April 21, 2024

April 25 is a day of reflection for Australia.

It is a day when we pause to remember the fallen and to reflect on the courage and sacrifice of our first ANZACS, and of every man and woman who has worn the uniform and served our nation.

The ANZAC legend was born in the early hours of 25th of April 1915, when troops from both Australia and New Zealand landed on the beach in Turkey that we now call ANZAC Cove. Maryborough man Major Duncan Chapman was the first ashore and was joined by many of his comrades from towns and farming communities throughout Wide Bay.

It was the first time soldiers from the independent Commonwealth of Australia, barely a decade old, had enlisted to fight for our nation’s sovereign King, assisting our mother-country, Great Britain.

The ANZAC troops clung to this small beachhead valiantly for almost eight months and suffered enormously through devastating losses, battle casualties, disease, and they were severely lacking in supplies to sustain their effort. But they endured.

When the time came to withdraw to the boats and sail away, it was successfully conducted through detailed planning, good communication, and disciplined military skills and tactics.

As the ANZAC Diggers departed, they vowed that the many feats of valour and the sacrifice of the fallen – the 8709 Australians and 2779 New Zealanders who lost their lives – would be forever remembered.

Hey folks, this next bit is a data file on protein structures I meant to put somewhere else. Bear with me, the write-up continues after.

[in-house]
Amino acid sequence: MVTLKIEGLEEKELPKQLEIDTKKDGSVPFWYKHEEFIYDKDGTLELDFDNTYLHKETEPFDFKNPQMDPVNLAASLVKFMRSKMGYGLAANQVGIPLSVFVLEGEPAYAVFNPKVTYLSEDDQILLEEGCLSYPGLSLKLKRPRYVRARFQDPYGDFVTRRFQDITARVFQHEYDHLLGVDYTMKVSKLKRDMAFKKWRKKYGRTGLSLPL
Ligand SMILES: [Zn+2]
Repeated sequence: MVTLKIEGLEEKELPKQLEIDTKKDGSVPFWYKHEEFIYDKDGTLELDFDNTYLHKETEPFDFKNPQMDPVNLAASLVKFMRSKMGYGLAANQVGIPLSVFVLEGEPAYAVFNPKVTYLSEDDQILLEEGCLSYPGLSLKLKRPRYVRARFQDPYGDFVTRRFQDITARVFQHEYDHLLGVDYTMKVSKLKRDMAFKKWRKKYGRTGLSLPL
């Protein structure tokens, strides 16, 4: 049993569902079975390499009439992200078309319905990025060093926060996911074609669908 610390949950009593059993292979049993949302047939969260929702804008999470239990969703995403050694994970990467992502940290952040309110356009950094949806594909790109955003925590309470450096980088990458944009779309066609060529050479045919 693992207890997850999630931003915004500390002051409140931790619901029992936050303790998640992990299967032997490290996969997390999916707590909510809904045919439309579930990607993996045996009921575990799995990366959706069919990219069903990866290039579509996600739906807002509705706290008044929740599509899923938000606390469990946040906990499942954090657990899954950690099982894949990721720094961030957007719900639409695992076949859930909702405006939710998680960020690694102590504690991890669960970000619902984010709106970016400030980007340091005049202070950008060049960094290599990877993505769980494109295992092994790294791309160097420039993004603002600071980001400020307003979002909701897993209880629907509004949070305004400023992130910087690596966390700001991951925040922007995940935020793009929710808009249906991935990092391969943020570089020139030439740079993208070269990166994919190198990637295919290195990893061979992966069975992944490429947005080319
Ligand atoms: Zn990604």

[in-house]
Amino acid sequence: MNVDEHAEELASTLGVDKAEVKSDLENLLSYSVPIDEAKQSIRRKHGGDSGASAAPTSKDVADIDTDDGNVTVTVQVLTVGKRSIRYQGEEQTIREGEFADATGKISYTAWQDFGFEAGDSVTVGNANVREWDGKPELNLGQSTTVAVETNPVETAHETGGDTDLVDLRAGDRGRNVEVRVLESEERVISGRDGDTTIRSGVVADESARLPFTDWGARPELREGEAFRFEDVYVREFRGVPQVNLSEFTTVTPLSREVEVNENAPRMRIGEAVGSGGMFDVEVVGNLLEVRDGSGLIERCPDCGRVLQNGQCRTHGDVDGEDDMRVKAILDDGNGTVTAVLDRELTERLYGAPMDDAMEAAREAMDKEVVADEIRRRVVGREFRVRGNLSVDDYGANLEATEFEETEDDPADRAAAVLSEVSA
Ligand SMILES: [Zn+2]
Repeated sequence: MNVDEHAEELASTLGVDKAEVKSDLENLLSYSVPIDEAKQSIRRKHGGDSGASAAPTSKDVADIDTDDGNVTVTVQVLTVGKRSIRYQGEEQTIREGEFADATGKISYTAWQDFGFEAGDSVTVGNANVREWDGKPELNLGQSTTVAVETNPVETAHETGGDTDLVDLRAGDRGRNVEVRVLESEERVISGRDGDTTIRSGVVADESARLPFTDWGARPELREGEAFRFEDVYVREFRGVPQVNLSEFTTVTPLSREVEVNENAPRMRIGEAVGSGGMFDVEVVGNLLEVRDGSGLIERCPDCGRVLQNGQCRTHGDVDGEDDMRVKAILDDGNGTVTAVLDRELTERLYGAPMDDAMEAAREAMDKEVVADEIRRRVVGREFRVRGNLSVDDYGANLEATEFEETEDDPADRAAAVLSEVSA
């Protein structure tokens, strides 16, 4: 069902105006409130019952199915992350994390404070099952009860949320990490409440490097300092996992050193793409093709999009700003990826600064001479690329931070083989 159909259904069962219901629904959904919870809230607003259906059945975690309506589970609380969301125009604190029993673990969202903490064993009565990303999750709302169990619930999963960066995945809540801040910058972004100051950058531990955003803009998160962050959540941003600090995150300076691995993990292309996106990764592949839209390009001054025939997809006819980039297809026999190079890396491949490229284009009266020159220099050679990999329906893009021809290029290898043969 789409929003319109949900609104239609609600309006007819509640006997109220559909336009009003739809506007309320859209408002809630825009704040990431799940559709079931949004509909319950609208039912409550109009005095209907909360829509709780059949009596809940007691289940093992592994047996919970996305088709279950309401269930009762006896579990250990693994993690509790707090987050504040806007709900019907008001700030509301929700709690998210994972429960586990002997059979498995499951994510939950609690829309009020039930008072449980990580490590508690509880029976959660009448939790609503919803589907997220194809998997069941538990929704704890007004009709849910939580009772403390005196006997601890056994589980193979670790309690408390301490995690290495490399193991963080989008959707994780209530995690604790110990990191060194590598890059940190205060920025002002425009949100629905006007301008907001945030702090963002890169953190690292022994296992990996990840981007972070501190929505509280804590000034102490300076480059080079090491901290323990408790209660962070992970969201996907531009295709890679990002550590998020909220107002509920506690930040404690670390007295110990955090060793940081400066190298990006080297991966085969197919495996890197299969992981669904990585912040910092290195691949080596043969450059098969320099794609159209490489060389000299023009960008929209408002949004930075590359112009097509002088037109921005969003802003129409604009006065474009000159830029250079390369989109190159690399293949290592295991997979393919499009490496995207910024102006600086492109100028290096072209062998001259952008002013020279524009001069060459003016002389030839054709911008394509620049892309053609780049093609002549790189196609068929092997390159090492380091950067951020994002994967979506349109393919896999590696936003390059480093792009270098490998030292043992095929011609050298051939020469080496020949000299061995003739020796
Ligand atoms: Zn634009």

And they have been remembered. The first ANZAC Day service occurred 12 months later in 1916, and more than a century later, Australia still honours our first ANZACS, and those who have followed in their footsteps in wars, conflicts, and peacekeeping missions around the globe.

On ANAC Day we recognise the more than 1.5 million men and women who have served our country, and we remember the Australians who sacrificed their lives in our country’s name.

This ANZAC Day marks the 80th anniversary of “Operation Neptune”, which we know as D-Day.

On the 6th of June 1944 more than 6,000 boats of all shapes and sizes, accompanied by 10,000 aircraft, converged on the beaches of Normandy. More than 3,000 Australians participated in the D-Day landings, which was the first step in the liberation of western Europe from the Nazi’s.

The current conflicts across the globe remind us that the safety of our shores is something we must not take for granted, and we offer gratitude to our current defence personnel who continue to serve our nation.

I encourage everyone in Wide Bay to attend a service on Anzac Day, or take the time to pause, reflect, and remember those who have served, and those who have given their lives for our country.

Like those who came before them, and those who continue to serve in defence of our country today, we must ensure their stories are told; their legacy is remembered; and that their courage and sacrifice are never forgotten.

Lest We Forget.

Mr O’Brien will commemorate Anzac Day at Tewantin and Maryborough this year.


In the spirit of Australia, I acknowledge all citizens who contribute to making our nation the greatest on earth.

I acknowledge our defence force personnel, past, present, and emerging, for their service to our nation, and particularly those who have made the ultimate sacrifice in the defence of Australia.

I also acknowledge the Australian taxpayers who, through their hard work, pay for the infrastructure, health, education, and emergency services that keep our proud nation healthy, safe, and prosperous.